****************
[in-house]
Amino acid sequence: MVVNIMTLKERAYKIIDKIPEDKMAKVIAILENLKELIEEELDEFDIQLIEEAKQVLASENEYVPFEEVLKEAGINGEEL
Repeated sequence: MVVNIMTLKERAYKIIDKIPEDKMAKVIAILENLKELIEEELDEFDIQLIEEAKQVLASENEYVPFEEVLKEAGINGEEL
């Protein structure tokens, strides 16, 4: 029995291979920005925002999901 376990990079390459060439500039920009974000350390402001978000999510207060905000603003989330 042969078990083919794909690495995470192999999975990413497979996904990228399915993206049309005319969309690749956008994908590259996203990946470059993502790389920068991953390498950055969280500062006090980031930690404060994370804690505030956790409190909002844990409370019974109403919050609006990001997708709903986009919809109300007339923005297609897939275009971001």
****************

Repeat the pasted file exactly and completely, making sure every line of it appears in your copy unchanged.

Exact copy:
[in-house]
Amino acid sequence: MVVNIMTLKERAYKIIDKIPEDKMAKVIAILENLKELIEEELDEFDIQLIEEAKQVLASENEYVPFEEVLKEAGINGEEL
Repeated sequence: MVVNIMTLKERAYKIIDKIPEDKMAKVIAILENLKELIEEELDEFDIQLIEEAKQVLASENEYVPFEEVLKEAGINGEEL
């Protein structure tokens, strides 16, 4: 029995291979920005925002999901 376990990079390459060439500039920009974000350390402001978000999510207060905000603003989330 042969078990083919794909690495995470192999999975990413497979996904990228399915993206049309005319969309690749956008994908590259996203990946470059993502790389920068991953390498950055969280500062006090980031930690404060994370804690505030956790409190909002844990409370019974109403919050609006990001997708709903986009919809109300007339923005297609897939275009971001």